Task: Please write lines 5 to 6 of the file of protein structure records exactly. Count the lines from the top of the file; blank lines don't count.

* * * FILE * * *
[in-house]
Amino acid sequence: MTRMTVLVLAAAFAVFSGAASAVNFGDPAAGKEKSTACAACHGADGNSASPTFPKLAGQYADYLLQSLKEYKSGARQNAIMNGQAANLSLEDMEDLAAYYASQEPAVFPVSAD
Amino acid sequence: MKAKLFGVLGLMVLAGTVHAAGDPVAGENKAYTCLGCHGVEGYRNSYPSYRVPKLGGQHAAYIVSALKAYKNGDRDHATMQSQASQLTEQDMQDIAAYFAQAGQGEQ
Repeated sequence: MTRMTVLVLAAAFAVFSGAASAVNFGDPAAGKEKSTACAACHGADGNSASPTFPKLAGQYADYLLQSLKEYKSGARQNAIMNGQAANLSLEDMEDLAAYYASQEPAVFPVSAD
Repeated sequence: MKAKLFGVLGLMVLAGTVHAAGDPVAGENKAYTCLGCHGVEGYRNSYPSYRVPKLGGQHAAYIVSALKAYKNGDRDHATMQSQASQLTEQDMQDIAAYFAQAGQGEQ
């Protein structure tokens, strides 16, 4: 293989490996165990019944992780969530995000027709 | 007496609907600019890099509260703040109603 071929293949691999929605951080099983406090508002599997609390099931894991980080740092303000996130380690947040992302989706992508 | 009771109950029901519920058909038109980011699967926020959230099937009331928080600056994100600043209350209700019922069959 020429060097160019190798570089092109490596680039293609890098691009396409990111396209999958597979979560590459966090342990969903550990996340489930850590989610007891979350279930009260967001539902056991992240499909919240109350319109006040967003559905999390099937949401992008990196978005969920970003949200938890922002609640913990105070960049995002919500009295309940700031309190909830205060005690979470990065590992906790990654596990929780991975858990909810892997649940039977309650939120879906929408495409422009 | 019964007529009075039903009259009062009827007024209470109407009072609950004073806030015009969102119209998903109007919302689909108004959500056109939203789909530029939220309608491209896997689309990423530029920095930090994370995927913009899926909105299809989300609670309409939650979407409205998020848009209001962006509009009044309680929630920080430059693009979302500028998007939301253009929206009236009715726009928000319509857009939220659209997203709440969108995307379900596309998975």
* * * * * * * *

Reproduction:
Repeated sequence: MKAKLFGVLGLMVLAGTVHAAGDPVAGENKAYTCLGCHGVEGYRNSYPSYRVPKLGGQHAAYIVSALKAYKNGDRDHATMQSQASQLTEQDMQDIAAYFAQAGQGEQ
């Protein structure tokens, strides 16, 4: 293989490996165990019944992780969530995000027709 | 007496609907600019890099509260703040109603 071929293949691999929605951080099983406090508002599997609390099931894991980080740092303000996130380690947040992302989706992508 | 009771109950029901519920058909038109980011699967926020959230099937009331928080600056994100600043209350209700019922069959 020429060097160019190798570089092109490596680039293609890098691009396409990111396209999958597979979560590459966090342990969903550990996340489930850590989610007891979350279930009260967001539902056991992240499909919240109350319109006040967003559905999390099937949401992008990196978005969920970003949200938890922002609640913990105070960049995002919500009295309940700031309190909830205060005690979470990065590992906790990654596990929780991975858990909810892997649940039977309650939120879906929408495409422009 | 019964007529009075039903009259009062009827007024209470109407009072609950004073806030015009969102119209998903109007919302689909108004959500056109939203789909530029939220309608491209896997689309990423530029920095930090994370995927913009899926909105299809989300609670309409939650979407409205998020848009209001962006509009009044309680929630920080430059693009979302500028998007939301253009929206009236009715726009928000319509857009939220659209997203709440969108995307379900596309998975």